1. You Can Damage Your Truck

One surefire way to increase the probability of damaging your truck is to overload it. The components that support your suspension system play a vital role in preserving the performance of your vehicle. By overloading your vehicle, you can cause these components to break and fail much sooner than their expected lifespan. The components significantly impacted by an overloaded truck include:

  • Leaf springs: Each leaf spring is rated for a specific load rate and exceeding that weight will put too much stress on the suspension system and shocks. A failure of the leaves or springs will impact the suspension system .
  • Center bolts: You could potentially have leaf springs in great condition but still have a problem with the center bolt. Even something as simple as a loose U-bolt could cause a center pin to crack and harm your suspension system.
  • Failed rear suspension: Broken leaves, springs and center bolts will immediately send the weight of your load onto the rest of the suspension system. This creates a scenario equivalent to removing one leg of a four-legged chair — it creates a structural imbalance that will fail to carry weight. As the suspension system fails, it will impact other parts of the vehicle, potentially even the transmission.


  • Tires: Without a properly functioning suspension system, your tires will struggle as you attempt to move large loads. This can lead to premature wear that increases the chances of punctures and blowouts.
  • Axles and alignment: Replacing cracked leaf springs, broken center pins and worn tires is a hassle and expense that no one wants. However, fixing broken axles and correcting misalignment is a more significant issue that often comes with a serious price tag. Broken leaf springs place a strain on your axles and can cause your truck to become misaligned.

2. You May Create Hazardous Driving Scenarios

Safety should be your number one priority when driving, especially when you have a full haul. Overloading your truck can increase the chances of you or another driver becoming injured in an accident. Failure to adequately slow down or control your truck can result in an accident, even if you're simply reacting to a road hazard. When your truck is overloaded, these items in your truck bed could become projectiles in the event of a crash.

3. You Could Damage Your Load

In an ideal scenario, the contents of your load make it from Point A to Point B safely and securely, provided that you responsibly fill up your pickup truck and make sure all items are properly packed or strapped in. Your suspension will help you manage the payload so that your truck's axles don't fail under stress. However, overloading your weigh capacity prevents the suspension system from working properly.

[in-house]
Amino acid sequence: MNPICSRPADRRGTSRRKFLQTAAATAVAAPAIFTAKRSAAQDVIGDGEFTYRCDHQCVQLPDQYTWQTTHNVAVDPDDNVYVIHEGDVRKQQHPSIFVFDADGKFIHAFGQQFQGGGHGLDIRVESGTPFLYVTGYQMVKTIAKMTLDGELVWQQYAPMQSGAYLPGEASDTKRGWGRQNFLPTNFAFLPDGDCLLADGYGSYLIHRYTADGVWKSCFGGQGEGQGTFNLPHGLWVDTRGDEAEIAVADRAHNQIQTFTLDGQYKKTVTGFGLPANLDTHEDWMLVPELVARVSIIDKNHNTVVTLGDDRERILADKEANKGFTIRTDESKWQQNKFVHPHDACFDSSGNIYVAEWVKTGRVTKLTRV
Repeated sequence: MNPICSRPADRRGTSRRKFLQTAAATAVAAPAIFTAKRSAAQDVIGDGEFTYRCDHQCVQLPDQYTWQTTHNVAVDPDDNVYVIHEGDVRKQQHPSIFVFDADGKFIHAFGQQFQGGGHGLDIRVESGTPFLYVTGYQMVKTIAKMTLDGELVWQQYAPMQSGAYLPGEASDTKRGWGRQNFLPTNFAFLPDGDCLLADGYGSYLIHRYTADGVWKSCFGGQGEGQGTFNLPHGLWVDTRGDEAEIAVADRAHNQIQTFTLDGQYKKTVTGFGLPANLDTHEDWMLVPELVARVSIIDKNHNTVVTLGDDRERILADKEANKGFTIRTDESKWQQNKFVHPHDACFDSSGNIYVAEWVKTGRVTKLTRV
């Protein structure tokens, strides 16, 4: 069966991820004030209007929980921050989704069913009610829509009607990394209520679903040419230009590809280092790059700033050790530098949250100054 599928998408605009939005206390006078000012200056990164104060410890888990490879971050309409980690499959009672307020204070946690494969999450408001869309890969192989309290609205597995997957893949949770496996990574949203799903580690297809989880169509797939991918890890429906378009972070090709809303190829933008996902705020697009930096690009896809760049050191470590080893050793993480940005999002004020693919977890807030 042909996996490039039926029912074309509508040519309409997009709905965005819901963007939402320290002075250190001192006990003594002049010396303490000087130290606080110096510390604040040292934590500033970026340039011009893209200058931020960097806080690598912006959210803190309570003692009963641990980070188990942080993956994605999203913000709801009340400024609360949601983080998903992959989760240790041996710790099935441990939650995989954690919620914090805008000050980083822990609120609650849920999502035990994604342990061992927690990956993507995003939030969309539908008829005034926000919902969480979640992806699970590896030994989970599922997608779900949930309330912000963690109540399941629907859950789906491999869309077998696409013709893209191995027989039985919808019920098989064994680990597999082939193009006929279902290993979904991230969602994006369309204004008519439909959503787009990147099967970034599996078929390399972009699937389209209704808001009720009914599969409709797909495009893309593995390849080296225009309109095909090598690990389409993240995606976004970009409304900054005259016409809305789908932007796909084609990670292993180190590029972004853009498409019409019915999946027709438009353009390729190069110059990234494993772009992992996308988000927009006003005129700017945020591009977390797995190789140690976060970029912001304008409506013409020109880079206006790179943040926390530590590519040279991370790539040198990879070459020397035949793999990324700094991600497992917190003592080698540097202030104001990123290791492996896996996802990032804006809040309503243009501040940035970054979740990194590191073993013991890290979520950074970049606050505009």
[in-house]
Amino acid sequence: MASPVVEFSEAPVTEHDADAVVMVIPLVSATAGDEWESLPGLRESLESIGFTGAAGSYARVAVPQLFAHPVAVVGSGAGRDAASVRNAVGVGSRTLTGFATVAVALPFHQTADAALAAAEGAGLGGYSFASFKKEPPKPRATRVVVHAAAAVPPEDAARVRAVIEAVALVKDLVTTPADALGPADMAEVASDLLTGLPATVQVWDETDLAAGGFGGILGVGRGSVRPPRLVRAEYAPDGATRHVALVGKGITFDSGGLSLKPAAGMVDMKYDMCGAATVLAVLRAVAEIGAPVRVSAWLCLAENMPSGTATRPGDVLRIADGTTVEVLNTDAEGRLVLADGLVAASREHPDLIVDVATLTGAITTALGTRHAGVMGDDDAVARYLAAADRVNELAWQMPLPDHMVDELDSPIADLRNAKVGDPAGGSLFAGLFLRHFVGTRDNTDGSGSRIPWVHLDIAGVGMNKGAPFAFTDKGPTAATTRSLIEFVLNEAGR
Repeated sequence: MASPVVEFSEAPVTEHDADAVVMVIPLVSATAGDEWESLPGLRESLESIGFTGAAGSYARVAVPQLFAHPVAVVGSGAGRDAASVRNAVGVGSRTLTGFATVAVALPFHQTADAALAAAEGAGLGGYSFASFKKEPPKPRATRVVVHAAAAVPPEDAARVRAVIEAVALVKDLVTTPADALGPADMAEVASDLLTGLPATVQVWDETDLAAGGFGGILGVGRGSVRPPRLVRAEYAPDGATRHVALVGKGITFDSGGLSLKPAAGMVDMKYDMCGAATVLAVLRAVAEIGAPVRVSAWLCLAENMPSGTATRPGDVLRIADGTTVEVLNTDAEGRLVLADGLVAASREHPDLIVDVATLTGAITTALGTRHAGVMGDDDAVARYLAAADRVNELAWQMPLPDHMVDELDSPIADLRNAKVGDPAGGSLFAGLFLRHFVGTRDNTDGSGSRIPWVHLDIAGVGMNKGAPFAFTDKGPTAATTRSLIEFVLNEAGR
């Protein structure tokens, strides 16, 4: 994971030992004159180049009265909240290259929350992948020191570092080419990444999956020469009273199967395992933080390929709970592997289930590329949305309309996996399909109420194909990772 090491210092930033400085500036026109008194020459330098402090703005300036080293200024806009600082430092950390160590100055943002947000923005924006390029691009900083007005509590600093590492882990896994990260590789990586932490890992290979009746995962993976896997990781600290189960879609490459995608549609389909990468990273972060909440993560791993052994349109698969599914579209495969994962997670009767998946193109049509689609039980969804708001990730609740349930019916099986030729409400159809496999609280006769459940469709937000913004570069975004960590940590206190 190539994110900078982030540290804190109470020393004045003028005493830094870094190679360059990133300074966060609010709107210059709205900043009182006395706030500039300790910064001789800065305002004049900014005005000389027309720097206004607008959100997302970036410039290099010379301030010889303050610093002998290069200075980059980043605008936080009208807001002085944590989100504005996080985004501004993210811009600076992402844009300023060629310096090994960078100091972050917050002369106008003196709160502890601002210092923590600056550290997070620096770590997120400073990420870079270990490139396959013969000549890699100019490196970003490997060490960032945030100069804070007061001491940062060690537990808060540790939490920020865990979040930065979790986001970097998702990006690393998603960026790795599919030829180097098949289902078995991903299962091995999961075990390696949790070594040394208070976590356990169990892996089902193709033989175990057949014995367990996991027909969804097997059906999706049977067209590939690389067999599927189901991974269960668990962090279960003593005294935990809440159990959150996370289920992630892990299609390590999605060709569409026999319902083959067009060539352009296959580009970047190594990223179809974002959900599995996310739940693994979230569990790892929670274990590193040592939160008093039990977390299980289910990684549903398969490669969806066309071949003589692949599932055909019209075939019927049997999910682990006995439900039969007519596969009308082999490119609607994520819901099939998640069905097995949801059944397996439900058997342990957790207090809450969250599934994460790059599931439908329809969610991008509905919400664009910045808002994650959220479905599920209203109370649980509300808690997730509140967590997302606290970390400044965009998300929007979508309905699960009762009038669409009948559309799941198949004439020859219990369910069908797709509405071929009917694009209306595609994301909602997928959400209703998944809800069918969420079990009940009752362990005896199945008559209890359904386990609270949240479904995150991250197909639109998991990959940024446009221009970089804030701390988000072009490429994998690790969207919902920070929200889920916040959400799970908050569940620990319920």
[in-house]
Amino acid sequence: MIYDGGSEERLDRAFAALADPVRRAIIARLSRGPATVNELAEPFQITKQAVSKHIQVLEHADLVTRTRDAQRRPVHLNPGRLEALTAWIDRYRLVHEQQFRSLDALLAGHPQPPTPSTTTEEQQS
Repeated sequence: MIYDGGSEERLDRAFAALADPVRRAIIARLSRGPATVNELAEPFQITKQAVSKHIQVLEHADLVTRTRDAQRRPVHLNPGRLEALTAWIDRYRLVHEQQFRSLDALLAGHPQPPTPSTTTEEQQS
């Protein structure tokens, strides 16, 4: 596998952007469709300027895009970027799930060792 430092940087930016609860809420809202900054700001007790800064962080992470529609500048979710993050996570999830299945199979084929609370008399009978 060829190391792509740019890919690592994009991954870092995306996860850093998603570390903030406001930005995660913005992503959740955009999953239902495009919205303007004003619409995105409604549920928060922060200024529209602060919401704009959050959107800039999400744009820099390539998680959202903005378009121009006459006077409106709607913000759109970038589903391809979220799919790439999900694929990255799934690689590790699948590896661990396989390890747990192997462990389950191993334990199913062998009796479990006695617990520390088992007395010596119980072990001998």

A damaged suspension system could cause a chain reaction that damages your load. Trouble controlling your vehicle due to an overload could cause objects to fall out of your truck bed or shift from side to side. Keep your load safe by keeping it manageable.

4. You Could Violate the Law



Did you know that many states have regulations regarding the maximum weight trucks can carry? These laws were put in place to protect the driver, cargo, motorists on the road and the integrity of roadways. All truck owners should be aware of the limits in the states in which live, work and travel to ensure that they're following all rules and regulations. Weight restrictions may differ from state to state, so pay special attention to these rules when crossing state lines.

How Much Weight Can Your Truck Carry?

Before you start loading up, you need to know just how much of a haul your truck can handle. Do you know the weight limit of your truck? If not, do you know how to determine the payload capacity of a truck? The class of your truck can give you a rough idea of its capacity. Each class — half-ton, three-quarter-ton and one-ton — has a Gross Vehicle Weight Rating or GVWR provided by the manufacturer.

The GVWR equals the total amount of weight the truck can safely carry, which includes not only cargo but passengers and fuel as well. You can determine the GVWR of your truck by referencing your owner's manual or by looking on the driver's side door frame. To determine the payload capacity of a truck, you need to subtract the curb weight from the GVWR. Curb weight is the total weight of the truck including fuel and fluids but without cargo or passengers.

Your owner's manual may list the curb weight, but if it doesn't, you can always call the dealership or have your truck weighed. Many half-ton pickup trucks have a payload capacity of 3,000 pounds (lbs) with a 5,000 lb curb weight. Three-quarter pickup trucks typically have a payload capacity of around 4,000 lbs. The one-ton pickup trucks have the largest payload capacity of any pickup truck class at 6,000 lbs. Your individual truck's make, model and year may have a different payload capacity. Check the manufacturer's GVWR and curb weights to be sure.